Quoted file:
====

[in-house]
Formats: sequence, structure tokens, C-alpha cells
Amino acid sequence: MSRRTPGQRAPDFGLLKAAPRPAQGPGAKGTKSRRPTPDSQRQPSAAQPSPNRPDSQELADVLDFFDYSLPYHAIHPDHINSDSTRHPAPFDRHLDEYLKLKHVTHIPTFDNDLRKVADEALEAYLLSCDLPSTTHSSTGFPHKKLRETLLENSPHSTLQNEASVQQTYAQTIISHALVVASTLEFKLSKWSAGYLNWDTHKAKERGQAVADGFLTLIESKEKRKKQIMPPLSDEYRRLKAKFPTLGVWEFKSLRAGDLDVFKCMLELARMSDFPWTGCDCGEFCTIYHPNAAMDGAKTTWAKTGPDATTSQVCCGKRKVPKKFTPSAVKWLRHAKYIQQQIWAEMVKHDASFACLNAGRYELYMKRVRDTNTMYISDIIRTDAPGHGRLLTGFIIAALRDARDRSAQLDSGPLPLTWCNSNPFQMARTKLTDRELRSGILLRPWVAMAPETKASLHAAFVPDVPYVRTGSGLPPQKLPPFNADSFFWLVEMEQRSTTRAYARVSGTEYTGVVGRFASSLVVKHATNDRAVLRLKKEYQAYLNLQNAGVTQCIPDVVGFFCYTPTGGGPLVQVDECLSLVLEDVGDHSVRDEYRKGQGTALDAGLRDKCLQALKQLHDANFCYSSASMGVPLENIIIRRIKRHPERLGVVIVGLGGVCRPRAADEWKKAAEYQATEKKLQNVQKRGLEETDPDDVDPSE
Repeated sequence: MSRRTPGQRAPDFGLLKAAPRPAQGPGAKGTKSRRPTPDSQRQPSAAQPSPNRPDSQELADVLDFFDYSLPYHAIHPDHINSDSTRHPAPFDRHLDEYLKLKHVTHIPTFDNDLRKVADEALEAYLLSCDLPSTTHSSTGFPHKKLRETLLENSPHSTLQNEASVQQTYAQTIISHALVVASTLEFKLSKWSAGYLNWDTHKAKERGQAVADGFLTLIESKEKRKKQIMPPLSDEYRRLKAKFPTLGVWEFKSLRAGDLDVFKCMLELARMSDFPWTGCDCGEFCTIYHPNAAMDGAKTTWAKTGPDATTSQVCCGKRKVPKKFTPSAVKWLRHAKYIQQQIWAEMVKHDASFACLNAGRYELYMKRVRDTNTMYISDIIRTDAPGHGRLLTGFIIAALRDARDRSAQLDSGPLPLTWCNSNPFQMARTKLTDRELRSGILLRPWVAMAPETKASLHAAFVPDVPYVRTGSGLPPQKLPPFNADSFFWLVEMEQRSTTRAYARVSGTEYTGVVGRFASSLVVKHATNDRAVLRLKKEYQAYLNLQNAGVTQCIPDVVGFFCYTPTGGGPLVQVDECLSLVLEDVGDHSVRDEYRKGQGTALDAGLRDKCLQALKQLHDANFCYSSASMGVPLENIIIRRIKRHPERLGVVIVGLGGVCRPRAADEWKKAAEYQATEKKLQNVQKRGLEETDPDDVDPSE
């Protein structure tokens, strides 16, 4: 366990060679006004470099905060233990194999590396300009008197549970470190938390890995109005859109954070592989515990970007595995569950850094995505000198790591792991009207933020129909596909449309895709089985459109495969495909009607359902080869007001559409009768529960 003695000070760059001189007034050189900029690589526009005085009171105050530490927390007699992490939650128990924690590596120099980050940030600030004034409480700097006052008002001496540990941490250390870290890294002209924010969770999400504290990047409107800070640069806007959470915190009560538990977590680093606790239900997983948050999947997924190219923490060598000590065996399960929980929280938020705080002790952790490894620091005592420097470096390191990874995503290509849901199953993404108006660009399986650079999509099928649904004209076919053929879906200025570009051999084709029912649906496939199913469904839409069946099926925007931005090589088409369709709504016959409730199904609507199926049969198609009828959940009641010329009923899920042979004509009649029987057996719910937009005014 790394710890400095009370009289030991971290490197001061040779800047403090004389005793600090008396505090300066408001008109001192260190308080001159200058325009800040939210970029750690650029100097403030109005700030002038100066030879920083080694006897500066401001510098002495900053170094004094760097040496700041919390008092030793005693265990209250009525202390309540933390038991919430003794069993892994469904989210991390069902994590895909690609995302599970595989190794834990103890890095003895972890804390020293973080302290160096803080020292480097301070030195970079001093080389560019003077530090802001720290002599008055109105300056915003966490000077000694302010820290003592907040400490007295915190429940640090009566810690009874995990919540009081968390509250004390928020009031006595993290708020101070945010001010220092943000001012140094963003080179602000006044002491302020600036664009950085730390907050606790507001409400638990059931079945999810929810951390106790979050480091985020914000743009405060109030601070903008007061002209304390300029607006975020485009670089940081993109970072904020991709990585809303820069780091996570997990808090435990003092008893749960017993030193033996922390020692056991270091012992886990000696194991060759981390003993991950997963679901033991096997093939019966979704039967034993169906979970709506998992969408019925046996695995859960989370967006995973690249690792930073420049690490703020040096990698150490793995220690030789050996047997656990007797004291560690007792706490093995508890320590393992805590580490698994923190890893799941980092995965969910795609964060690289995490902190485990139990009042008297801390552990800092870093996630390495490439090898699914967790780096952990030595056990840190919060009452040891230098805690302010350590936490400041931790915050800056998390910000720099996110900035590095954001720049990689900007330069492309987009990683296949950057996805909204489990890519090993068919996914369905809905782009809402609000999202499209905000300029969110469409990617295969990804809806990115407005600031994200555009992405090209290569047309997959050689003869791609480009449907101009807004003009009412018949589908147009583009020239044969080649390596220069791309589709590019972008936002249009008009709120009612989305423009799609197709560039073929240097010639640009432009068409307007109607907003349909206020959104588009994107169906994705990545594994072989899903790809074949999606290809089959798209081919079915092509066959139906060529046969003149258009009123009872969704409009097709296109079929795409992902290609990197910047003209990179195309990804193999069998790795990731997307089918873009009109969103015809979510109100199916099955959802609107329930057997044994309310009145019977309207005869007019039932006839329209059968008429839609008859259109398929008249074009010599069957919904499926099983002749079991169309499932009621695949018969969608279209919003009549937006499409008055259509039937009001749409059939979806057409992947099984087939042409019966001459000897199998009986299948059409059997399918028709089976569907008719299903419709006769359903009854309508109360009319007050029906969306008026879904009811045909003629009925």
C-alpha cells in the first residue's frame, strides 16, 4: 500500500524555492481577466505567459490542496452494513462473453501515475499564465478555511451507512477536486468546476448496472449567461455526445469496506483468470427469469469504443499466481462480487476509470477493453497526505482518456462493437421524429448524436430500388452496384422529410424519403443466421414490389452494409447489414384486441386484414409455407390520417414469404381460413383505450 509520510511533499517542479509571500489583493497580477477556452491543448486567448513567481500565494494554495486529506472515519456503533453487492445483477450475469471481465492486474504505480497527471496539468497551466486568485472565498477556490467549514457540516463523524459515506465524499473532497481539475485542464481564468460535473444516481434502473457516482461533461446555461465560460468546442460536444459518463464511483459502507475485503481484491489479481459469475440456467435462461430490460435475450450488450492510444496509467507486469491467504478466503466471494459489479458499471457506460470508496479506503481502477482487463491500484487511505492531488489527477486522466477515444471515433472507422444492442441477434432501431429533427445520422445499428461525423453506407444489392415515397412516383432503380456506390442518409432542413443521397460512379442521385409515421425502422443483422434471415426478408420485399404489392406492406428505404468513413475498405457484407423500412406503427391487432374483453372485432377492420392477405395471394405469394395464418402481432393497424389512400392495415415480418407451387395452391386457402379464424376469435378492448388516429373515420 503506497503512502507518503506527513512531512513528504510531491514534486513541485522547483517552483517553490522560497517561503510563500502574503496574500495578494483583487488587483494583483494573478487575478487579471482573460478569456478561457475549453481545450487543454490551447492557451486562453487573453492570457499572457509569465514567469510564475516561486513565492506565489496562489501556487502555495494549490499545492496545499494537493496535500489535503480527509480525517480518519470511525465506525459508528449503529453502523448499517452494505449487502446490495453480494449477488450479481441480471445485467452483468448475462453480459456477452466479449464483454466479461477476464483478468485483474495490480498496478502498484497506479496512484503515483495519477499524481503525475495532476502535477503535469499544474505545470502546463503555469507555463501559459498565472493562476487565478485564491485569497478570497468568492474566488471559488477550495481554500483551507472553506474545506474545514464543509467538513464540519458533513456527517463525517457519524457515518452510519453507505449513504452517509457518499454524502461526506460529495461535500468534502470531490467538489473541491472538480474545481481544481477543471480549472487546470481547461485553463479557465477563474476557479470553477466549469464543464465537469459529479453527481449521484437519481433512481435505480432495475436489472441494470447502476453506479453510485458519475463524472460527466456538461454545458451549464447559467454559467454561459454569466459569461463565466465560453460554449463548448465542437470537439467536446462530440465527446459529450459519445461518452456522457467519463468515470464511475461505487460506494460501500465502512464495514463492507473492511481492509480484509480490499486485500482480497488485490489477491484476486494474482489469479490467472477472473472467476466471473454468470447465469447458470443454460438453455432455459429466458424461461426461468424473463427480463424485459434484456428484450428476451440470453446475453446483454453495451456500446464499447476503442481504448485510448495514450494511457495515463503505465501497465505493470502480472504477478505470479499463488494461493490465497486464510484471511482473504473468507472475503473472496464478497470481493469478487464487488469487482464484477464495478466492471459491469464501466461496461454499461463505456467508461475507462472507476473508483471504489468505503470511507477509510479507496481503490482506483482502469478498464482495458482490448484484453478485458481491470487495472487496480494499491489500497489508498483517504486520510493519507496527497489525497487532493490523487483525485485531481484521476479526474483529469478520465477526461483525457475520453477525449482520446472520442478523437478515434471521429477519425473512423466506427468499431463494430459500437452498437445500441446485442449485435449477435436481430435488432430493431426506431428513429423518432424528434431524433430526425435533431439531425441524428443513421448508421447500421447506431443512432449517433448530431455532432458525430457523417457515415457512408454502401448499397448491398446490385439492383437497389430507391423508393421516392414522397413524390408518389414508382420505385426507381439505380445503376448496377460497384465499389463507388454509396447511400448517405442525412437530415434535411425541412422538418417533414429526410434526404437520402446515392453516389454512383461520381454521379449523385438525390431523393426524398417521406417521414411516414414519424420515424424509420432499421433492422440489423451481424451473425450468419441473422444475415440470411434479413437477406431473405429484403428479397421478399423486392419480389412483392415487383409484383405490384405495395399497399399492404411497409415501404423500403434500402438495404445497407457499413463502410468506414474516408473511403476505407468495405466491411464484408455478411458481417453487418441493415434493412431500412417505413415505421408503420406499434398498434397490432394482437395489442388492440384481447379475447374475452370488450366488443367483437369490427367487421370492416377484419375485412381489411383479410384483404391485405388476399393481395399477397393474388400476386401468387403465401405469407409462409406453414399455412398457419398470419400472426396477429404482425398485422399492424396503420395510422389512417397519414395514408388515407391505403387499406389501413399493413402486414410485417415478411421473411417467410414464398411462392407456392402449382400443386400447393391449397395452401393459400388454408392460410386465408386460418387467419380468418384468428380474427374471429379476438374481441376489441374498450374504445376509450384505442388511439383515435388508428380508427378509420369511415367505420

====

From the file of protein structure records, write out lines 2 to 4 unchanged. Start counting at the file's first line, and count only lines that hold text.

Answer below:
Formats: sequence, structure tokens, C-alpha cells
Amino acid sequence: MSRRTPGQRAPDFGLLKAAPRPAQGPGAKGTKSRRPTPDSQRQPSAAQPSPNRPDSQELADVLDFFDYSLPYHAIHPDHINSDSTRHPAPFDRHLDEYLKLKHVTHIPTFDNDLRKVADEALEAYLLSCDLPSTTHSSTGFPHKKLRETLLENSPHSTLQNEASVQQTYAQTIISHALVVASTLEFKLSKWSAGYLNWDTHKAKERGQAVADGFLTLIESKEKRKKQIMPPLSDEYRRLKAKFPTLGVWEFKSLRAGDLDVFKCMLELARMSDFPWTGCDCGEFCTIYHPNAAMDGAKTTWAKTGPDATTSQVCCGKRKVPKKFTPSAVKWLRHAKYIQQQIWAEMVKHDASFACLNAGRYELYMKRVRDTNTMYISDIIRTDAPGHGRLLTGFIIAALRDARDRSAQLDSGPLPLTWCNSNPFQMARTKLTDRELRSGILLRPWVAMAPETKASLHAAFVPDVPYVRTGSGLPPQKLPPFNADSFFWLVEMEQRSTTRAYARVSGTEYTGVVGRFASSLVVKHATNDRAVLRLKKEYQAYLNLQNAGVTQCIPDVVGFFCYTPTGGGPLVQVDECLSLVLEDVGDHSVRDEYRKGQGTALDAGLRDKCLQALKQLHDANFCYSSASMGVPLENIIIRRIKRHPERLGVVIVGLGGVCRPRAADEWKKAAEYQATEKKLQNVQKRGLEETDPDDVDPSE
Repeated sequence: MSRRTPGQRAPDFGLLKAAPRPAQGPGAKGTKSRRPTPDSQRQPSAAQPSPNRPDSQELADVLDFFDYSLPYHAIHPDHINSDSTRHPAPFDRHLDEYLKLKHVTHIPTFDNDLRKVADEALEAYLLSCDLPSTTHSSTGFPHKKLRETLLENSPHSTLQNEASVQQTYAQTIISHALVVASTLEFKLSKWSAGYLNWDTHKAKERGQAVADGFLTLIESKEKRKKQIMPPLSDEYRRLKAKFPTLGVWEFKSLRAGDLDVFKCMLELARMSDFPWTGCDCGEFCTIYHPNAAMDGAKTTWAKTGPDATTSQVCCGKRKVPKKFTPSAVKWLRHAKYIQQQIWAEMVKHDASFACLNAGRYELYMKRVRDTNTMYISDIIRTDAPGHGRLLTGFIIAALRDARDRSAQLDSGPLPLTWCNSNPFQMARTKLTDRELRSGILLRPWVAMAPETKASLHAAFVPDVPYVRTGSGLPPQKLPPFNADSFFWLVEMEQRSTTRAYARVSGTEYTGVVGRFASSLVVKHATNDRAVLRLKKEYQAYLNLQNAGVTQCIPDVVGFFCYTPTGGGPLVQVDECLSLVLEDVGDHSVRDEYRKGQGTALDAGLRDKCLQALKQLHDANFCYSSASMGVPLENIIIRRIKRHPERLGVVIVGLGGVCRPRAADEWKKAAEYQATEKKLQNVQKRGLEETDPDDVDPSE